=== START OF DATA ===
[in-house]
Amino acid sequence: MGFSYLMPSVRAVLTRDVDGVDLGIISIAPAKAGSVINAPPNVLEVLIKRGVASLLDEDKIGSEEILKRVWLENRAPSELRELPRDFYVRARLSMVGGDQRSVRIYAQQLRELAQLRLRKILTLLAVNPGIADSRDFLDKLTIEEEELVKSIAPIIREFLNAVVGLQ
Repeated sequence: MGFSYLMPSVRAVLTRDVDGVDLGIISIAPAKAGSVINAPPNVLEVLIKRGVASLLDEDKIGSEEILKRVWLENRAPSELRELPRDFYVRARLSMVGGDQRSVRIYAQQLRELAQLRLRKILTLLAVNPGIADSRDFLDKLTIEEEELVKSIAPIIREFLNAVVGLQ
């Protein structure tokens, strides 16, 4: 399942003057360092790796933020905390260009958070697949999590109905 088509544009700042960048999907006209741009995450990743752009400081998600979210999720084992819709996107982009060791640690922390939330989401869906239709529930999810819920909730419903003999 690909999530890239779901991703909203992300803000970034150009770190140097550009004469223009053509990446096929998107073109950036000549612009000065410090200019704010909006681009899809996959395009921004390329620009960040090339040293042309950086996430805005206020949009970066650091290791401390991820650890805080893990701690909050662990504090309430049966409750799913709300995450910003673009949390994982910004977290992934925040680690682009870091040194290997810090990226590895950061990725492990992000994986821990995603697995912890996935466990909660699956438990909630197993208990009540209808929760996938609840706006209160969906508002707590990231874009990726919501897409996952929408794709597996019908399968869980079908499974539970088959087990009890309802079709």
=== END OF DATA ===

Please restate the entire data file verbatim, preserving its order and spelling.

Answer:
[in-house]
Amino acid sequence: MGFSYLMPSVRAVLTRDVDGVDLGIISIAPAKAGSVINAPPNVLEVLIKRGVASLLDEDKIGSEEILKRVWLENRAPSELRELPRDFYVRARLSMVGGDQRSVRIYAQQLRELAQLRLRKILTLLAVNPGIADSRDFLDKLTIEEEELVKSIAPIIREFLNAVVGLQ
Repeated sequence: MGFSYLMPSVRAVLTRDVDGVDLGIISIAPAKAGSVINAPPNVLEVLIKRGVASLLDEDKIGSEEILKRVWLENRAPSELRELPRDFYVRARLSMVGGDQRSVRIYAQQLRELAQLRLRKILTLLAVNPGIADSRDFLDKLTIEEEELVKSIAPIIREFLNAVVGLQ
């Protein structure tokens, strides 16, 4: 399942003057360092790796933020905390260009958070697949999590109905 088509544009700042960048999907006209741009995450990743752009400081998600979210999720084992819709996107982009060791640690922390939330989401869906239709529930999810819920909730419903003999 690909999530890239779901991703909203992300803000970034150009770190140097550009004469223009053509990446096929998107073109950036000549612009000065410090200019704010909006681009899809996959395009921004390329620009960040090339040293042309950086996430805005206020949009970066650091290791401390991820650890805080893990701690909050662990504090309430049966409750799913709300995450910003673009949390994982910004977290992934925040680690682009870091040194290997810090990226590895950061990725492990992000994986821990995603697995912890996935466990909660699956438990909630197993208990009540209808929760996938609840706006209160969906508002707590990231874009990726919501897409996952929408794709597996019908399968869980079908499974539970088959087990009890309802079709």